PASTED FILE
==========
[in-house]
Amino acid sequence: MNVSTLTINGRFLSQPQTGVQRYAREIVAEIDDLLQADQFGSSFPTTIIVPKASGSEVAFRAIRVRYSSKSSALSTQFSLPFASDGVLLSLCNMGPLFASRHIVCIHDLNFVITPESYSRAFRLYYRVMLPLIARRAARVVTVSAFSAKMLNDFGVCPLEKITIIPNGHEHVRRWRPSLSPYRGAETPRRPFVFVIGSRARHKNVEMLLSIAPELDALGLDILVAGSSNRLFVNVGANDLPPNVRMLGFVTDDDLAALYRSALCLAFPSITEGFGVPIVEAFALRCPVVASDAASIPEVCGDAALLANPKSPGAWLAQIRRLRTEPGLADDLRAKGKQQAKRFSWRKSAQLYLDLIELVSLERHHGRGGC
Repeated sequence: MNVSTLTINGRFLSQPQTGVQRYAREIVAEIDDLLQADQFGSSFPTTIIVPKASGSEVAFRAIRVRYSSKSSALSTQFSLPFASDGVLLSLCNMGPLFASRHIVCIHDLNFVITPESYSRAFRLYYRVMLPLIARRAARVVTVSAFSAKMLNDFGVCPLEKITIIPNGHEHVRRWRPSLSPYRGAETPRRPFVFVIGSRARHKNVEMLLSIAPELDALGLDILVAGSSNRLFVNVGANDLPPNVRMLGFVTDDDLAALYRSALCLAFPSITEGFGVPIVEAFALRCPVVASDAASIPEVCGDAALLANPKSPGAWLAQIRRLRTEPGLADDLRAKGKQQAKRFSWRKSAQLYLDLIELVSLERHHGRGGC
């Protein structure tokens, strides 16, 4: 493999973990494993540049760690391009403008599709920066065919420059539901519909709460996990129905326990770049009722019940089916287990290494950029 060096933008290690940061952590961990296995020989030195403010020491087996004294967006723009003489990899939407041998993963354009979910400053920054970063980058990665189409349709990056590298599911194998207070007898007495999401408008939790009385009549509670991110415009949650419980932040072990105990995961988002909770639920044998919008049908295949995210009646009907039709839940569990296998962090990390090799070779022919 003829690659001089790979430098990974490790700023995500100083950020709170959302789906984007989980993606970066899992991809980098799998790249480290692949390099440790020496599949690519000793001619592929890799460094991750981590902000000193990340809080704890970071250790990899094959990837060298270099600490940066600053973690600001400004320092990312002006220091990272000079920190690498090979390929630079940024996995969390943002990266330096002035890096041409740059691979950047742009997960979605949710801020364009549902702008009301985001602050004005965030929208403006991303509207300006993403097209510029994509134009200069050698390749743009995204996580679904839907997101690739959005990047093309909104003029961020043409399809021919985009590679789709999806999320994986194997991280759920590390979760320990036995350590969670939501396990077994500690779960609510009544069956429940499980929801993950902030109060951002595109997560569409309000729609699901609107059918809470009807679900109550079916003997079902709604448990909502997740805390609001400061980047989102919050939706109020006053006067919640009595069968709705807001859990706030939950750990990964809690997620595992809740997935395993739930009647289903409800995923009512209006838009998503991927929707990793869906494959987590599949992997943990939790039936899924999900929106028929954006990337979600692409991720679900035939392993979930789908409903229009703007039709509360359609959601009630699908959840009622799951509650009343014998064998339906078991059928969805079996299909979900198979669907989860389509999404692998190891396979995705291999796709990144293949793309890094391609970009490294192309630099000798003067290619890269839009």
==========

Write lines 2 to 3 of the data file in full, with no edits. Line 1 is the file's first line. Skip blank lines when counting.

Amino acid sequence: MNVSTLTINGRFLSQPQTGVQRYAREIVAEIDDLLQADQFGSSFPTTIIVPKASGSEVAFRAIRVRYSSKSSALSTQFSLPFASDGVLLSLCNMGPLFASRHIVCIHDLNFVITPESYSRAFRLYYRVMLPLIARRAARVVTVSAFSAKMLNDFGVCPLEKITIIPNGHEHVRRWRPSLSPYRGAETPRRPFVFVIGSRARHKNVEMLLSIAPELDALGLDILVAGSSNRLFVNVGANDLPPNVRMLGFVTDDDLAALYRSALCLAFPSITEGFGVPIVEAFALRCPVVASDAASIPEVCGDAALLANPKSPGAWLAQIRRLRTEPGLADDLRAKGKQQAKRFSWRKSAQLYLDLIELVSLERHHGRGGC
Repeated sequence: MNVSTLTINGRFLSQPQTGVQRYAREIVAEIDDLLQADQFGSSFPTTIIVPKASGSEVAFRAIRVRYSSKSSALSTQFSLPFASDGVLLSLCNMGPLFASRHIVCIHDLNFVITPESYSRAFRLYYRVMLPLIARRAARVVTVSAFSAKMLNDFGVCPLEKITIIPNGHEHVRRWRPSLSPYRGAETPRRPFVFVIGSRARHKNVEMLLSIAPELDALGLDILVAGSSNRLFVNVGANDLPPNVRMLGFVTDDDLAALYRSALCLAFPSITEGFGVPIVEAFALRCPVVASDAASIPEVCGDAALLANPKSPGAWLAQIRRLRTEPGLADDLRAKGKQQAKRFSWRKSAQLYLDLIELVSLERHHGRGGC